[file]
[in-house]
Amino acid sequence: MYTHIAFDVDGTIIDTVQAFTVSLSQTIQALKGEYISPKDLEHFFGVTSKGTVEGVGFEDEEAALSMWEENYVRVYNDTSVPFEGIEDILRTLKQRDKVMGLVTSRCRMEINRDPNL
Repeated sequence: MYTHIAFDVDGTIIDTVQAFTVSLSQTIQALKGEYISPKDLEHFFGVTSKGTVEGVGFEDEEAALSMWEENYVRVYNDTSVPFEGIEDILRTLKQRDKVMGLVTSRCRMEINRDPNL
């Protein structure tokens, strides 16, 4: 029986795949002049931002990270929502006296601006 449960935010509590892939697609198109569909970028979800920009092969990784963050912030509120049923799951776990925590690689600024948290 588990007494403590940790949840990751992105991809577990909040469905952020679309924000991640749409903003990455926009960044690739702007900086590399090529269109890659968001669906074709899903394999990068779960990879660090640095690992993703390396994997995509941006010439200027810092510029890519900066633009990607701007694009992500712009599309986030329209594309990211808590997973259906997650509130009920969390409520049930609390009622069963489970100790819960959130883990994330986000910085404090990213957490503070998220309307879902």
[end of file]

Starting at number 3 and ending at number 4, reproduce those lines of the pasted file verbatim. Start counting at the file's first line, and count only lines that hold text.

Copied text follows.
Repeated sequence: MYTHIAFDVDGTIIDTVQAFTVSLSQTIQALKGEYISPKDLEHFFGVTSKGTVEGVGFEDEEAALSMWEENYVRVYNDTSVPFEGIEDILRTLKQRDKVMGLVTSRCRMEINRDPNL
């Protein structure tokens, strides 16, 4: 029986795949002049931002990270929502006296601006 449960935010509590892939697609198109569909970028979800920009092969990784963050912030509120049923799951776990925590690689600024948290 588990007494403590940790949840990751992105991809577990909040469905952020679309924000991640749409903003990455926009960044690739702007900086590399090529269109890659968001669906074709899903394999990068779960990879660090640095690992993703390396994997995509941006010439200027810092510029890519900066633009990607701007694009992500712009599309986030329209594309990211808590997973259906997650509130009920969390409520049930609390009622069963489970100790819960959130883990994330986000910085404090990213957490503070998220309307879902």